Miniscript Resources

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Rob Hamilton, AnchorWatch Cofounder

When Satoshi Nakamoto invented Bitcoin in 2009, it encompassed more than just the data structure of a ‘Blockchain,’ the peer-to-peer network, or the currency of bitcoin itself. Satoshi also invented a programming language called Bitcoin Script. Bitcoin Script is a stack-based, Forth-like programming language used in the Bitcoin protocol to specify the conditions under which a transaction output can be spent. In other words, it sets the rules governing your money.

Thus far in Bitcoin’s existence, transactions have been kept to relatively simple rules around signature checks. This is most commonly seen as a single signature, where one key is able to move the Bitcoin. For larger sums of money or corporate settings, multiple signatures are utilized, where a majority of a set of keys must sign to move the money. Bitcoin Script is executed via a series of OP Codes, which are explicit instructions on how to interact with the data. In these examples, they are achieved by using OP_CHECKSIG & OP_CHECKMULTISIG respectively. Such transactions constitute the majority of network activity on Bitcoin.

However, Bitcoin Script can accomplish much more, including flow control (if/else) as well as boolean logic (and/or) that you’d find in other programming languages. Additionally, you can leverage timelocks, which introduce time passed as a security condition to be satisfied, as well as Hash Locks, allowing you to provide some data instead of a signature to satisfy a condition. Each of these concepts individually enables an opportunity for more robust Bitcoin Smart Contracts that can be executed within Bitcoin today, all without having to upgrade the network. So, why hasn’t this been implemented at scale yet?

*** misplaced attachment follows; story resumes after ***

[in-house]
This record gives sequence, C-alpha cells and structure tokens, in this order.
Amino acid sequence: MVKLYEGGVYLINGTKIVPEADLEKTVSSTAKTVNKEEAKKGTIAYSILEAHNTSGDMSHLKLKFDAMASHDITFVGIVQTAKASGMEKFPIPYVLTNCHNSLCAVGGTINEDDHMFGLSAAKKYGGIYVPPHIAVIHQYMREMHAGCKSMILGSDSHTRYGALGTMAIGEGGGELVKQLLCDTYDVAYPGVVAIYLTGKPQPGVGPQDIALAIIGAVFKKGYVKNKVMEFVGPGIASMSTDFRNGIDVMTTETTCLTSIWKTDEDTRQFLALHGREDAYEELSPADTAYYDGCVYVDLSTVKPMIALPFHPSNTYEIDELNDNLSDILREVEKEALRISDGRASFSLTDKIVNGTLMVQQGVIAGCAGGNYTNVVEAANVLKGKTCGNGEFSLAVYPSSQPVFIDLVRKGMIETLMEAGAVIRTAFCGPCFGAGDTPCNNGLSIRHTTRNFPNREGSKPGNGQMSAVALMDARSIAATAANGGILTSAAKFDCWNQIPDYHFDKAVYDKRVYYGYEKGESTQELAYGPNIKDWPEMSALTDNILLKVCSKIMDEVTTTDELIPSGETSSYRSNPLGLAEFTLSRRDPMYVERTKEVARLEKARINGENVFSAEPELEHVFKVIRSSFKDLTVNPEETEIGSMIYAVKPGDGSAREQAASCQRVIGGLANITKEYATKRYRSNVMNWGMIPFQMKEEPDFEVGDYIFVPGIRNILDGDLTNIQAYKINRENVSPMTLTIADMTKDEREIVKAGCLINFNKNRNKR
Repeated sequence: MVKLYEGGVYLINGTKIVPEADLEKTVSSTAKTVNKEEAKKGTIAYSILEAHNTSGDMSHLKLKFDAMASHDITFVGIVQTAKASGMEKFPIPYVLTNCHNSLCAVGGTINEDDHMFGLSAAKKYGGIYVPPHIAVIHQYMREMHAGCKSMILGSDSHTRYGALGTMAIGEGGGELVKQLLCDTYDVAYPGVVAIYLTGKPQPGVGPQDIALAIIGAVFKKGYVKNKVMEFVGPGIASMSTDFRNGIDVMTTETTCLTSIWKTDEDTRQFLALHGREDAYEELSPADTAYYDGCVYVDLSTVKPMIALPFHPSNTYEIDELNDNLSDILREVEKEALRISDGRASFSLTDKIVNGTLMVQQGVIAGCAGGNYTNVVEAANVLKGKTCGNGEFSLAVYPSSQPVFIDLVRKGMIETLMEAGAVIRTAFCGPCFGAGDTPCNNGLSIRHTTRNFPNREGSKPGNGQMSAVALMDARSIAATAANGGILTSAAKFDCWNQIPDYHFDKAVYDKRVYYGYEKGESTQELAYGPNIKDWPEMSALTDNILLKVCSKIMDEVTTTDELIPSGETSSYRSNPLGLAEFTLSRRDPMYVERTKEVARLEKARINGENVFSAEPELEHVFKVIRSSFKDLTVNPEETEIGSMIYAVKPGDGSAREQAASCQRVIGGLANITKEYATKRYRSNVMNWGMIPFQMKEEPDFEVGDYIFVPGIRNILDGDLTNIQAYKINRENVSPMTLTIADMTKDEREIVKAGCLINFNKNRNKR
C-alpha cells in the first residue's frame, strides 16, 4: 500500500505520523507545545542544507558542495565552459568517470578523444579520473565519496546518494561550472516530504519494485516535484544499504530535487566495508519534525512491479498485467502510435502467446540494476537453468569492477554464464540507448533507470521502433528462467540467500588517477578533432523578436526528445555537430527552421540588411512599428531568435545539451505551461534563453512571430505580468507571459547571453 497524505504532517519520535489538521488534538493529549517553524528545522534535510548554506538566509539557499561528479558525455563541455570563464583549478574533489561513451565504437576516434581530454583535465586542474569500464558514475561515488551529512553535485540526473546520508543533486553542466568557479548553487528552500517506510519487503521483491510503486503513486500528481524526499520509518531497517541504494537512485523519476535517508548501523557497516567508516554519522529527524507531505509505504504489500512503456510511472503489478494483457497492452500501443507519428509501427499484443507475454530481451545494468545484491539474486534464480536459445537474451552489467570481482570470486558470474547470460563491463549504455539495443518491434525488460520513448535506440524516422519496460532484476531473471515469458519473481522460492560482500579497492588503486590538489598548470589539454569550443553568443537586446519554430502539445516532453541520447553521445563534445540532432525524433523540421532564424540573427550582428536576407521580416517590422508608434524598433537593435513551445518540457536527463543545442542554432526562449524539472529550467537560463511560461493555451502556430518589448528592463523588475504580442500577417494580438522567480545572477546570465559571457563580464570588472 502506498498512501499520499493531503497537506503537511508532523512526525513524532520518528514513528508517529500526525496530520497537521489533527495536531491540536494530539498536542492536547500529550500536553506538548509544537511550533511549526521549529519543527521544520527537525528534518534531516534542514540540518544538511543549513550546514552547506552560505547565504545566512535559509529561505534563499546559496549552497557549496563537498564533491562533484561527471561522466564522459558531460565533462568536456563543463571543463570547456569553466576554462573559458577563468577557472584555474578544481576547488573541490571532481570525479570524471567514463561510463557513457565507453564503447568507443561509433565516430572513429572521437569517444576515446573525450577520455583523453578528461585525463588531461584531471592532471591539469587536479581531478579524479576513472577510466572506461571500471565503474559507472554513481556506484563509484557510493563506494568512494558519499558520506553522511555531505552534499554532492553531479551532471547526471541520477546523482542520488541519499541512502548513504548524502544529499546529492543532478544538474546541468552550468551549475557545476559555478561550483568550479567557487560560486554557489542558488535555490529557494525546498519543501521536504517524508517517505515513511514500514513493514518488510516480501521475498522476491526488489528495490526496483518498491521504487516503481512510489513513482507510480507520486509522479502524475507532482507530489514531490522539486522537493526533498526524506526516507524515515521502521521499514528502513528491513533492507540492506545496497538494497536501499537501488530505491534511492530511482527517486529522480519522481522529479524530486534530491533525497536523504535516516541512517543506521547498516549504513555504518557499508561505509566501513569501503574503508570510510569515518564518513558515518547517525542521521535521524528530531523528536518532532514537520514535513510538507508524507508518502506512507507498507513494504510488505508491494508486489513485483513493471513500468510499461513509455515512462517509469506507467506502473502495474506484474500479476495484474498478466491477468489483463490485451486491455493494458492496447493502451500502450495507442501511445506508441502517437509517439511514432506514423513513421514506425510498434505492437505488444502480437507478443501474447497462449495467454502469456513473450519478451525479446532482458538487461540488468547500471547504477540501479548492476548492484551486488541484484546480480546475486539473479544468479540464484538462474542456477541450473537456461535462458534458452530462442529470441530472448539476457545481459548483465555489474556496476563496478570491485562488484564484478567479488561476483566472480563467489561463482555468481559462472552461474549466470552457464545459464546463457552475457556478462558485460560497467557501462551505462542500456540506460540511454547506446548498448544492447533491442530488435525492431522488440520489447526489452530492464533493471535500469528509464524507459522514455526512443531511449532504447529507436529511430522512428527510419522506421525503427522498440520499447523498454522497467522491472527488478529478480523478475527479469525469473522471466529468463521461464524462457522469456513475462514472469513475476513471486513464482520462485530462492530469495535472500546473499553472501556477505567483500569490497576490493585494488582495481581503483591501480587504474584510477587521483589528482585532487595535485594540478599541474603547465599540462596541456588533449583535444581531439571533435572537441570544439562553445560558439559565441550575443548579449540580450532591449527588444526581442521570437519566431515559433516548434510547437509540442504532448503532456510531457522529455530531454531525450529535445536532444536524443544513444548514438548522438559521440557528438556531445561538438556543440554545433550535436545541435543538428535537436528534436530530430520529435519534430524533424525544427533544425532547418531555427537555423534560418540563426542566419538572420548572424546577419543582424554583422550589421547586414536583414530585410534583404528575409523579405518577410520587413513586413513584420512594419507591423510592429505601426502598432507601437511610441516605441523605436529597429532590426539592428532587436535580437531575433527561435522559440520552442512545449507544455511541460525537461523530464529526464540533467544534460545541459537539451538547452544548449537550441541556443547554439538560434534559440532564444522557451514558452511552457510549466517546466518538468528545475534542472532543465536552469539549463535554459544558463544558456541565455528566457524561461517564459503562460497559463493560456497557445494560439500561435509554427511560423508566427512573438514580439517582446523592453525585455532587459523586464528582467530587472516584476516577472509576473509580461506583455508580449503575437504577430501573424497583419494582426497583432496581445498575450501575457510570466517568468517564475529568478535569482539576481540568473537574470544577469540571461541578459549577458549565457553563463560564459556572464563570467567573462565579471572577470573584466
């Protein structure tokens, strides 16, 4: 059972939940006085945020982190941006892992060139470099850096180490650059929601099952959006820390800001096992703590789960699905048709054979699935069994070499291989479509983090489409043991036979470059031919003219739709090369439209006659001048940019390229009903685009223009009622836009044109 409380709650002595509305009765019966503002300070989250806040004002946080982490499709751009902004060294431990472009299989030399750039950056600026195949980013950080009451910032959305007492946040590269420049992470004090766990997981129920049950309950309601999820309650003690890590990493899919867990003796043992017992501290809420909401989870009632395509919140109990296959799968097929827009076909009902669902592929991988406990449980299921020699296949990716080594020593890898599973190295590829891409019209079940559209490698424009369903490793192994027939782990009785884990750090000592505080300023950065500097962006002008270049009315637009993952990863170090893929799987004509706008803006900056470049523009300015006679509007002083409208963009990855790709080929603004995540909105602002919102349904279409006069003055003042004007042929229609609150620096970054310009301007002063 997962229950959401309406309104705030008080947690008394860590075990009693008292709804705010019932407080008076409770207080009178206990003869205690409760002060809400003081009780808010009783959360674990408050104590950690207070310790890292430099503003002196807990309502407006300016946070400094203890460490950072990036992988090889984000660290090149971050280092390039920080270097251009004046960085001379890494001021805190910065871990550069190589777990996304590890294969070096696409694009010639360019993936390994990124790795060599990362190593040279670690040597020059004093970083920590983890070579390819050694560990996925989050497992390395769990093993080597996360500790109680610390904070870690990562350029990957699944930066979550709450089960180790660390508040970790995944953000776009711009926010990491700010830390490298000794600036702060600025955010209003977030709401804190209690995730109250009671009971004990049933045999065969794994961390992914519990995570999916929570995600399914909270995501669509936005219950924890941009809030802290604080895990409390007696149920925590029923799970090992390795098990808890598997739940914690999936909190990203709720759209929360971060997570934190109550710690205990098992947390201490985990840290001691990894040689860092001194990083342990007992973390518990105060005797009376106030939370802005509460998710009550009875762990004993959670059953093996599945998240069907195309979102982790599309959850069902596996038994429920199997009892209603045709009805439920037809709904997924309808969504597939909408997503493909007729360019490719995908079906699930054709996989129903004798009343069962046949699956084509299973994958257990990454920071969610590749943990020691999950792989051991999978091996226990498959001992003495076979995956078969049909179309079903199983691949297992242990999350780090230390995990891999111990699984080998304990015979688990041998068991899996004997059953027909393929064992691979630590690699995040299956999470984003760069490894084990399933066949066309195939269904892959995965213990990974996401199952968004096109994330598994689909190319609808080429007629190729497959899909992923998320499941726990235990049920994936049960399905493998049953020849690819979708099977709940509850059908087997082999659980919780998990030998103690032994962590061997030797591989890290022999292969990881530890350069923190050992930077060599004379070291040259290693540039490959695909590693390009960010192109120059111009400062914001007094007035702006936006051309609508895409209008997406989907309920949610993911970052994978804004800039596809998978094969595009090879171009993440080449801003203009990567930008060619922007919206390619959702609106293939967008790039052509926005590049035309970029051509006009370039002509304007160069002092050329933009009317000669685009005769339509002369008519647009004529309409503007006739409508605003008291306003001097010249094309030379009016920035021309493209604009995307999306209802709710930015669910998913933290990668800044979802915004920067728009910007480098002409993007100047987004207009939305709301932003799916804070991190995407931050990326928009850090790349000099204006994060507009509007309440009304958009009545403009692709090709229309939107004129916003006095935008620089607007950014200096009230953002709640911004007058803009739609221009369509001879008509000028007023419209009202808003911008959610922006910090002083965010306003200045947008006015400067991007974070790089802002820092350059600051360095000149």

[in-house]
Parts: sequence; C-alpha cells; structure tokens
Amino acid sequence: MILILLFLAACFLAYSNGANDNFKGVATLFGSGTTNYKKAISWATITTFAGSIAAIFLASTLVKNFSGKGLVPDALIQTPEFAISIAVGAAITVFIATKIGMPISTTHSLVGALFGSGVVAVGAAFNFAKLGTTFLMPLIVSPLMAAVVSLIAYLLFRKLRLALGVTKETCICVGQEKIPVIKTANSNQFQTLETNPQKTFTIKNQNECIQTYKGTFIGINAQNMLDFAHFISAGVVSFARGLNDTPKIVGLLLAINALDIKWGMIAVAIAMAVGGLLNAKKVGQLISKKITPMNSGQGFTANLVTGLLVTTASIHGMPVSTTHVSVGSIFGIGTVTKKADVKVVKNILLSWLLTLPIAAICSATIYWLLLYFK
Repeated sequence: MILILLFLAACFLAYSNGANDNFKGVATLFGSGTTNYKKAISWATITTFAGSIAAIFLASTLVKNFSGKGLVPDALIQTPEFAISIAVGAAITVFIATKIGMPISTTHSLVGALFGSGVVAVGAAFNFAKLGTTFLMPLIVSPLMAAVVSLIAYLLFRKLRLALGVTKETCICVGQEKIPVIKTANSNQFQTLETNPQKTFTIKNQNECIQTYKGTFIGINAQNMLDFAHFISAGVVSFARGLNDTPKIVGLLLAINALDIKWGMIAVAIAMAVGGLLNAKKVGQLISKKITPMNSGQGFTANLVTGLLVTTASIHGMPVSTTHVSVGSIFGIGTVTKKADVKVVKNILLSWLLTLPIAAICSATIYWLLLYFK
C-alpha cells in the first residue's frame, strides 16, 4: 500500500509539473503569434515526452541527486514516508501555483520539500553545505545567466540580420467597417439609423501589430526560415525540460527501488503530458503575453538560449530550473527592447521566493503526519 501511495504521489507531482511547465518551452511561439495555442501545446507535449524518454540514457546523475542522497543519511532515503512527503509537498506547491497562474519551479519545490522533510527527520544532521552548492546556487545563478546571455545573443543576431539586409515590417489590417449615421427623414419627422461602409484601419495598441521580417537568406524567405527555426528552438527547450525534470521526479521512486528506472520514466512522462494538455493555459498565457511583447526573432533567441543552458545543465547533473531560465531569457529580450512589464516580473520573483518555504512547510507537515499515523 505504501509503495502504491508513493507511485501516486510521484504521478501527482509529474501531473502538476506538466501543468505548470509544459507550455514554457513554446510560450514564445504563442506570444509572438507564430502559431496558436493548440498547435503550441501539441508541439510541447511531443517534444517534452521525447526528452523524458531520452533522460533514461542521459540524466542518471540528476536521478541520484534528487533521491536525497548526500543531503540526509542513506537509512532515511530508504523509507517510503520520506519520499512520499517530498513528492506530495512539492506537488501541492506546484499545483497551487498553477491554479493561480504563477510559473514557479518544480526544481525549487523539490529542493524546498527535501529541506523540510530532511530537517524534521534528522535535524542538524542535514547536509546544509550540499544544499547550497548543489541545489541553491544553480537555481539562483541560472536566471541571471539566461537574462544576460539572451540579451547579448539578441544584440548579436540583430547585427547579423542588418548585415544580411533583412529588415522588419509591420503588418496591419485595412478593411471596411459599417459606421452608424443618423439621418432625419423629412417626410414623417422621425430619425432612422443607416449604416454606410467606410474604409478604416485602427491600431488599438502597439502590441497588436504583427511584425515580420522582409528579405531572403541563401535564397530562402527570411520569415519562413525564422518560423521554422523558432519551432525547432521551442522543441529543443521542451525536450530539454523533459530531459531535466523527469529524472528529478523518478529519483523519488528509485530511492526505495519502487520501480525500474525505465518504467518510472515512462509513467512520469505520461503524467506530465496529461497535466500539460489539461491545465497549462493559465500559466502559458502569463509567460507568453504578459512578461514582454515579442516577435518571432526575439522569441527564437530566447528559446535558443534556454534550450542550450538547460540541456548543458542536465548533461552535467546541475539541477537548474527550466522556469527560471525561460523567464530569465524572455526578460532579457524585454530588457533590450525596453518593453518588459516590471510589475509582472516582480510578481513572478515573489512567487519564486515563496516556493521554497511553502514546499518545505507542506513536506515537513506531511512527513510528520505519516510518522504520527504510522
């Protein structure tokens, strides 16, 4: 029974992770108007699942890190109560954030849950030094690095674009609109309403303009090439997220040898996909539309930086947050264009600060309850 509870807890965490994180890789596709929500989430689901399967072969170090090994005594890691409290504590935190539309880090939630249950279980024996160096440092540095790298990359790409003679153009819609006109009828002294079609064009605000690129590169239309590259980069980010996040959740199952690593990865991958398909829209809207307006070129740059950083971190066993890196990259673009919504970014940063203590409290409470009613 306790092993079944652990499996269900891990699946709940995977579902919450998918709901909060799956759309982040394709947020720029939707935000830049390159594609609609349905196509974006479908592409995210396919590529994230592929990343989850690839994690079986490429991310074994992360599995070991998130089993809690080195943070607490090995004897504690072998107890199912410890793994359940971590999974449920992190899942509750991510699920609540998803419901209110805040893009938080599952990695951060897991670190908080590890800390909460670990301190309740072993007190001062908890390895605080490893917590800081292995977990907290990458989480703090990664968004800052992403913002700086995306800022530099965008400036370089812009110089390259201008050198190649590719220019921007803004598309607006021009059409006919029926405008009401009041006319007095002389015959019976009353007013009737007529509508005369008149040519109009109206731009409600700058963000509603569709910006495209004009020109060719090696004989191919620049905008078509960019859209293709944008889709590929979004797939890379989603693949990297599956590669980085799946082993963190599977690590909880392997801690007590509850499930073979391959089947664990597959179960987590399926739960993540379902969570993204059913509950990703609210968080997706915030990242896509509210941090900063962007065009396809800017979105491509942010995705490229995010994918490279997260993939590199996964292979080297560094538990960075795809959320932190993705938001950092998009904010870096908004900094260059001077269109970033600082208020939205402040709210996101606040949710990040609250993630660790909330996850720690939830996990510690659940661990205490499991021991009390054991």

Its unintuitive nature makes it difficult to analyze Bitcoin Script, making it challenging to reason if it will execute the way you intend it to. Moreover, Bitcoin Scripts must be constructed in such a way that a malicious third party cannot take an unconfirmed transaction and malleate it to redirect funds elsewhere. In summary, there are a lot of ways an arbitrary Bitcoin Script can go wrong.

After a year of development, Miniscript was announced at the end of 2019 on Blockstream’s blog. Pieter Wuille & Andrew Poelstra were tackling all of the previously mentioned problems of Bitcoin Script. Miniscript is a subset of Bitcoin Script, which most importantly means it can be used in Bitcoin today without a fork. Additionally, Miniscript provides a framework for human-readable analysis of a proposed advanced Bitcoin Smart Contract. Miniscript is also composable, allowing for multiple Miniscript constructions to be combined with one another, operating much like Lego bricks. It also optimizes the entire proposed script to use as few bytes as possible. Miniscript outperformed the official Bolt 3 Spec in executing Lightning Network transactions more efficiently.

Over the past year, I’ve delved into how Miniscript represents a paradigm shift in Bitcoin security. Throughout that time, I’ve gathered resources that have helped grow my understanding of how Miniscript works, which I intend to share.

Miniscript Resources




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